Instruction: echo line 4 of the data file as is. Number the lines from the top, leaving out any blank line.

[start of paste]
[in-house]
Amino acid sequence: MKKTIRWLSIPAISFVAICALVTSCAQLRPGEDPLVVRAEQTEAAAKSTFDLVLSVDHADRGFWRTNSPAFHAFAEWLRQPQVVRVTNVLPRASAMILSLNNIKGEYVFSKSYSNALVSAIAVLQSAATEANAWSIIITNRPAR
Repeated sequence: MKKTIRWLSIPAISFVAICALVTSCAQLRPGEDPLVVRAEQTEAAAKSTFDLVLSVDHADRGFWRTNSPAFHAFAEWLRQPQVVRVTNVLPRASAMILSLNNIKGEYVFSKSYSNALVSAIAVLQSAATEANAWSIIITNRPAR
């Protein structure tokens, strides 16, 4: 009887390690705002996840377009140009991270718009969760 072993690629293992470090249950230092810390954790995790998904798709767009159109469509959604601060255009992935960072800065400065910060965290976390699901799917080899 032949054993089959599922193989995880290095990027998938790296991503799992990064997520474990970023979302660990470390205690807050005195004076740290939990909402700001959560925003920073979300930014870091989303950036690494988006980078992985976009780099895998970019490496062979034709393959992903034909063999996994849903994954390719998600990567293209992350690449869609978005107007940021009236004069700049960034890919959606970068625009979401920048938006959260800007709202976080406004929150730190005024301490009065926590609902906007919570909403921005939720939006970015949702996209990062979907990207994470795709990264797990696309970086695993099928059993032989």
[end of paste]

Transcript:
């Protein structure tokens, strides 16, 4: 009887390690705002996840377009140009991270718009969760 072993690629293992470090249950230092810390954790995790998904798709767009159109469509959604601060255009992935960072800065400065910060965290976390699901799917080899 032949054993089959599922193989995880290095990027998938790296991503799992990064997520474990970023979302660990470390205690807050005195004076740290939990909402700001959560925003920073979300930014870091989303950036690494988006980078992985976009780099895998970019490496062979034709393959992903034909063999996994849903994954390719998600990567293209992350690449869609978005107007940021009236004069700049960034890919959606970068625009979401920048938006959260800007709202976080406004929150730190005024301490009065926590609902906007919570909403921005939720939006970015949702996209990062979907990207994470795709990264797990696309970086695993099928059993032989």